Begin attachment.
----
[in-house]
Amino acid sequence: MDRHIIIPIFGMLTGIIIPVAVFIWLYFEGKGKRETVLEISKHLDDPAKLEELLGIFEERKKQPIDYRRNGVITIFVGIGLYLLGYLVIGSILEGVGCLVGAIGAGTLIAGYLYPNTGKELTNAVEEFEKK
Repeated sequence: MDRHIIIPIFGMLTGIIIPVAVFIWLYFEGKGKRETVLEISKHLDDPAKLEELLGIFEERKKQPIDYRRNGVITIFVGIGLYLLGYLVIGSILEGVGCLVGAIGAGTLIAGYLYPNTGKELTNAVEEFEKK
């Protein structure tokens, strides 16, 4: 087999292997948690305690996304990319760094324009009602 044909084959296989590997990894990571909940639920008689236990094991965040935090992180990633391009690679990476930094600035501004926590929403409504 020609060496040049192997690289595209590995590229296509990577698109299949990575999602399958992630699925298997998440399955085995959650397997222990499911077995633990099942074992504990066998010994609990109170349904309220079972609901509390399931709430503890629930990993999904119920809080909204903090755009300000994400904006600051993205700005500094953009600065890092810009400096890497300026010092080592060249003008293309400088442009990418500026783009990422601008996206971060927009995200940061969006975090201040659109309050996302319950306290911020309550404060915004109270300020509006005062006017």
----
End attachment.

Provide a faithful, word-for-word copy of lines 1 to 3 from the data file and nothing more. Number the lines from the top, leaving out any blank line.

[in-house]
Amino acid sequence: MDRHIIIPIFGMLTGIIIPVAVFIWLYFEGKGKRETVLEISKHLDDPAKLEELLGIFEERKKQPIDYRRNGVITIFVGIGLYLLGYLVIGSILEGVGCLVGAIGAGTLIAGYLYPNTGKELTNAVEEFEKK
Repeated sequence: MDRHIIIPIFGMLTGIIIPVAVFIWLYFEGKGKRETVLEISKHLDDPAKLEELLGIFEERKKQPIDYRRNGVITIFVGIGLYLLGYLVIGSILEGVGCLVGAIGAGTLIAGYLYPNTGKELTNAVEEFEKK